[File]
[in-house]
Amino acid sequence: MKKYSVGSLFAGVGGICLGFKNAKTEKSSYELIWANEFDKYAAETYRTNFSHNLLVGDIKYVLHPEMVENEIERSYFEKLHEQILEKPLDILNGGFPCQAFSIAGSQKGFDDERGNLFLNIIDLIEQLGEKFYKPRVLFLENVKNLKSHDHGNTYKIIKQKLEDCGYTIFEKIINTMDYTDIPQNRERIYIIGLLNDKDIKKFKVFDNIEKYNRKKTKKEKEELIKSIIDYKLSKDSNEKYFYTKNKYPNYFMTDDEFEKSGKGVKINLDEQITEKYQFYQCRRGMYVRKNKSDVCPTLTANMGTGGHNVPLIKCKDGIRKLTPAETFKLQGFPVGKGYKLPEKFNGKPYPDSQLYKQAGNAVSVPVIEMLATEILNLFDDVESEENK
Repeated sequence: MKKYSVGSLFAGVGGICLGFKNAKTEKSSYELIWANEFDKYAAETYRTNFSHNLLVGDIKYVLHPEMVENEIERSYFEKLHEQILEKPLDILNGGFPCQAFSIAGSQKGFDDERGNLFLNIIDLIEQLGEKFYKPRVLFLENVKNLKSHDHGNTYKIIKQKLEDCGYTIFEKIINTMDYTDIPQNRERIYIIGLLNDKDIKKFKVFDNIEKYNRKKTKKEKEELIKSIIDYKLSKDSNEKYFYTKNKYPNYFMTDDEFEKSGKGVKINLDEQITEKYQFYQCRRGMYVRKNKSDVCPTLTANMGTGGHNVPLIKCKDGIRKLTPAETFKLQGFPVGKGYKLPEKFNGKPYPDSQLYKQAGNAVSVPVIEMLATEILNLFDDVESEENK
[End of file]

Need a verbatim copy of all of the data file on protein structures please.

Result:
[in-house]
Amino acid sequence: MKKYSVGSLFAGVGGICLGFKNAKTEKSSYELIWANEFDKYAAETYRTNFSHNLLVGDIKYVLHPEMVENEIERSYFEKLHEQILEKPLDILNGGFPCQAFSIAGSQKGFDDERGNLFLNIIDLIEQLGEKFYKPRVLFLENVKNLKSHDHGNTYKIIKQKLEDCGYTIFEKIINTMDYTDIPQNRERIYIIGLLNDKDIKKFKVFDNIEKYNRKKTKKEKEELIKSIIDYKLSKDSNEKYFYTKNKYPNYFMTDDEFEKSGKGVKINLDEQITEKYQFYQCRRGMYVRKNKSDVCPTLTANMGTGGHNVPLIKCKDGIRKLTPAETFKLQGFPVGKGYKLPEKFNGKPYPDSQLYKQAGNAVSVPVIEMLATEILNLFDDVESEENK
Repeated sequence: MKKYSVGSLFAGVGGICLGFKNAKTEKSSYELIWANEFDKYAAETYRTNFSHNLLVGDIKYVLHPEMVENEIERSYFEKLHEQILEKPLDILNGGFPCQAFSIAGSQKGFDDERGNLFLNIIDLIEQLGEKFYKPRVLFLENVKNLKSHDHGNTYKIIKQKLEDCGYTIFEKIINTMDYTDIPQNRERIYIIGLLNDKDIKKFKVFDNIEKYNRKKTKKEKEELIKSIIDYKLSKDSNEKYFYTKNKYPNYFMTDDEFEKSGKGVKINLDEQITEKYQFYQCRRGMYVRKNKSDVCPTLTANMGTGGHNVPLIKCKDGIRKLTPAETFKLQGFPVGKGYKLPEKFNGKPYPDSQLYKQAGNAVSVPVIEMLATEILNLFDDVESEENK